The Buffalo News had a dismal first quarter of 2018. According to an internal memo circulated to the entire News staff, it was their first quarterly loss in more than 40 years. Even still, their goal wasn’t to gut their sports department editorial staff - or any other department’s - says management.
The News’ sports department had been veteran-laden. Vic Carucci, Jay Skurski, and Mark Gaughan were on the Buffalo Bills beat, and John Vogl and Mike Harrington had the Buffalo Sabres beat covered. They were supplemented by columnists Jerry Sullivan and Bucky Gleason, along with sports enterprise reporter Tim Graham. Other reporters pitched in on a robust staff led by sports editor Josh Barnett and deputy sports editors Bob DiCesare and Keith McShea.
That was one month ago. Today, six of those staffers are no longer in the sports department. According to those former members of The Buffalo News, a snowball became an avalanche.
“I don’t know if it jarred them or shocked them or what, but they decided they were going to address this right away, and they were going to make some changes to the paper, which is fine,” Gleason told Buffalo Rumblings. “It’s important to know that they have their eye on the bottom line all the time. That didn’t change when they were making a million dollars a week, and I don’t think it changed when they started losing money.”
Editor Mike Connelly announced at a meeting in front of all the writers and editors at the paper that voluntary buyouts were available to all of them. Over the next couple of weeks, he and Executive Sports Editor Josh Barnett sat down with each of the writers and editors in private meetings. Some were reassigned. Of those who asked for a buyout, some were told yes, and some were told no.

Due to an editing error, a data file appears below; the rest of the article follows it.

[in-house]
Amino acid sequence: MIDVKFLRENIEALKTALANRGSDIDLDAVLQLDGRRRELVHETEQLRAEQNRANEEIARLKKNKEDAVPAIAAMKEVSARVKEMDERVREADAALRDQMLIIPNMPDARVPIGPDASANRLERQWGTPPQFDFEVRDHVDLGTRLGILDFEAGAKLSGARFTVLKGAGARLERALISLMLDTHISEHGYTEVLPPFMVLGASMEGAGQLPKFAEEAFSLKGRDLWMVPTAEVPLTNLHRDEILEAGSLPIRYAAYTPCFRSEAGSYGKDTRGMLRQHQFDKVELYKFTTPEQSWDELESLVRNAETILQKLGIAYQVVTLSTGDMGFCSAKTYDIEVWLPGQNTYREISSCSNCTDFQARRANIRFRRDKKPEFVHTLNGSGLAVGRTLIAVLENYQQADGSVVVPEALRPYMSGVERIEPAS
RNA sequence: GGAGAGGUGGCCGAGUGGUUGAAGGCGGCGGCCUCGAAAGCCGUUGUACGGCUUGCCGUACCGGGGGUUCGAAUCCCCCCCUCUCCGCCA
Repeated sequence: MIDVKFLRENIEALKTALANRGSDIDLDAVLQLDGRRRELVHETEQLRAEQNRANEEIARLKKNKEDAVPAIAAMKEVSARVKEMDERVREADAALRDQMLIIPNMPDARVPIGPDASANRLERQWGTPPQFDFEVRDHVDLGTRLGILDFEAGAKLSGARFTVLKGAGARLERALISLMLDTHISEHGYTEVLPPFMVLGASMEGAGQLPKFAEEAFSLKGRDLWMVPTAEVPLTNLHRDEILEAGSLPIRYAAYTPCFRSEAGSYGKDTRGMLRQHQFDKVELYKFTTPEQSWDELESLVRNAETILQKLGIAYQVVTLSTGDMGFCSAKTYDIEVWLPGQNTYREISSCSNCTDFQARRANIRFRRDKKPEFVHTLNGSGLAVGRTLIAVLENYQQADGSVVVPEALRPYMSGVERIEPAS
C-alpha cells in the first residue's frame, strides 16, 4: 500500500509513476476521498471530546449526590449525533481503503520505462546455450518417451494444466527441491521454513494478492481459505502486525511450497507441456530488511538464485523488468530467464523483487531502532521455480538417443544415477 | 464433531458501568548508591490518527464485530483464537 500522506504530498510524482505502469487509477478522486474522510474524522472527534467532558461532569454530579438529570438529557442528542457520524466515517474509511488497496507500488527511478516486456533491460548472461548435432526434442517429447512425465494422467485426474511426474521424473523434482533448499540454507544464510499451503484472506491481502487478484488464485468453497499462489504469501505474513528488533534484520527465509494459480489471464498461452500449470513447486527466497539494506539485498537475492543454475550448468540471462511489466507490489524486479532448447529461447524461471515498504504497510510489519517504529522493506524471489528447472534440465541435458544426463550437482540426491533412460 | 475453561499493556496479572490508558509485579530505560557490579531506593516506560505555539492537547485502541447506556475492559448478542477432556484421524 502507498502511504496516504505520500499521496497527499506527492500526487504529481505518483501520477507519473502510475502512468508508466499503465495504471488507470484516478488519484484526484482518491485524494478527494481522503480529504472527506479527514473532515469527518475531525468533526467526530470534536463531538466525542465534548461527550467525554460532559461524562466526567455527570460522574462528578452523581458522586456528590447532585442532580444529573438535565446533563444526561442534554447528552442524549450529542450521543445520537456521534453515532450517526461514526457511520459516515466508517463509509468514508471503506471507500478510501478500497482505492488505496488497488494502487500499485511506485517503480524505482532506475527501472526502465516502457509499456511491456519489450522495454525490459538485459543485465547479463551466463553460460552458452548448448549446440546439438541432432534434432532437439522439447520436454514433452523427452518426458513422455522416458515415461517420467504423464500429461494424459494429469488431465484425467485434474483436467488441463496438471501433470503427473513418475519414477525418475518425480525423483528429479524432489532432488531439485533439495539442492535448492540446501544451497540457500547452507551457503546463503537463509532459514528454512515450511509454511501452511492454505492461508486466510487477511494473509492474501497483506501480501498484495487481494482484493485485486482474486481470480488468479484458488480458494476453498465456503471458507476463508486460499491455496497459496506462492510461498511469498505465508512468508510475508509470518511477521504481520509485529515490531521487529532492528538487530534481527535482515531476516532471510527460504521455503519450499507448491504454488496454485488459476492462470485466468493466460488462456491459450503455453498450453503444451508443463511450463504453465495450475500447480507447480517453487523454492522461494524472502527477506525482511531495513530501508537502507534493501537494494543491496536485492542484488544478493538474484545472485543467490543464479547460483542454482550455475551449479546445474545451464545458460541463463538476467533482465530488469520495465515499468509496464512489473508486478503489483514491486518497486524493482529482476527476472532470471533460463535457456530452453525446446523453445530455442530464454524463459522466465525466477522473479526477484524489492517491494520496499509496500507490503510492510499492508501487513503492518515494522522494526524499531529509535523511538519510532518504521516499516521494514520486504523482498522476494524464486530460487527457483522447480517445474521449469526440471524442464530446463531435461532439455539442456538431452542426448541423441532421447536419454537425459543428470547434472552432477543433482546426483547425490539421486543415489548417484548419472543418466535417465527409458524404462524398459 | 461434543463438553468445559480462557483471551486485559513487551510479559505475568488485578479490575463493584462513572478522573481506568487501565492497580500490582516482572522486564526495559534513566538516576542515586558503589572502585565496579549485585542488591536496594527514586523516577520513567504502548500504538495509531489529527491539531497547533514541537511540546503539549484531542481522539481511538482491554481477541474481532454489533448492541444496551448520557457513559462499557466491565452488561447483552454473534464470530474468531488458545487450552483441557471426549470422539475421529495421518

Vogl had his meeting early in the process, and was the first to go when he announced on May 22 that he was leaving the News and taking a buyout.
“I walked away from the newsroom-wide meeting knowing that a buyout was in my best interests,” said Vogl. “I didn’t see any answers as to how to fix things, and I had good friends who cover [teams in other markets] where people just lost their jobs at the drop of a hat. If I had an opportunity to get paid to leave, I was going to take it. My one-on-one meeting sealed it.”
Also on May 22nd, DiCesare was reassigned to a hybrid role, splitting time between deputy sports editor duties and writing about high school and college sports, according to a memo sent to the sports department. McShea was reassigned to the news department as a reporter. Within the next week, Sullivan and Gleason were the final two to have meetings, where they were told their columns were being taken away and they were being reassigned.
Gleason was offered Vogl’s job on the Sabres beat, but ultimately decided to take a buyout on May 25. Sullivan was offered work writing features, but took the buyout on May 29.